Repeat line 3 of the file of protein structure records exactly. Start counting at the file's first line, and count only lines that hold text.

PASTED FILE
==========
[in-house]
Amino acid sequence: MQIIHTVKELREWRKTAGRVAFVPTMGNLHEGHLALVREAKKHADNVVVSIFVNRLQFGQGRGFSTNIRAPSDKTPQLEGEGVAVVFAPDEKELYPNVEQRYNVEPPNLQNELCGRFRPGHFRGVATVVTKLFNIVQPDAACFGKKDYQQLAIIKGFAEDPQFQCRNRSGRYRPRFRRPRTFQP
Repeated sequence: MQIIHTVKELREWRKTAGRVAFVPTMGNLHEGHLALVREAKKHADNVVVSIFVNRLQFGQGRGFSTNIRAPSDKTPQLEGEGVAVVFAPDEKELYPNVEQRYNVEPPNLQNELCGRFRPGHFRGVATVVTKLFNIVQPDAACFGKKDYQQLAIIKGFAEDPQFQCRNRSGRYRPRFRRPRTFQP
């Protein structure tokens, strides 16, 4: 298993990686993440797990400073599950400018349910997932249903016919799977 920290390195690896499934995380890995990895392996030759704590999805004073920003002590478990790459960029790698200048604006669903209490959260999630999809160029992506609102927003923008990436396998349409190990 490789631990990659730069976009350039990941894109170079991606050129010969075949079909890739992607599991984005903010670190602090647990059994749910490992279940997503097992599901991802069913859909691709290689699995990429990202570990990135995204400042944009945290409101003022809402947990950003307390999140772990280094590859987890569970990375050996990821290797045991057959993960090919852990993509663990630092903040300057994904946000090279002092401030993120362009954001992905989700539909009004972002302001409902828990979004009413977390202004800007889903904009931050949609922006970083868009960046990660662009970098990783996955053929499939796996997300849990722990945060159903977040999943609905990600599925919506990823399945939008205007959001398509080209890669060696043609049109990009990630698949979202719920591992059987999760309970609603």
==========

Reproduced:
Repeated sequence: MQIIHTVKELREWRKTAGRVAFVPTMGNLHEGHLALVREAKKHADNVVVSIFVNRLQFGQGRGFSTNIRAPSDKTPQLEGEGVAVVFAPDEKELYPNVEQRYNVEPPNLQNELCGRFRPGHFRGVATVVTKLFNIVQPDAACFGKKDYQQLAIIKGFAEDPQFQCRNRSGRYRPRFRRPRTFQP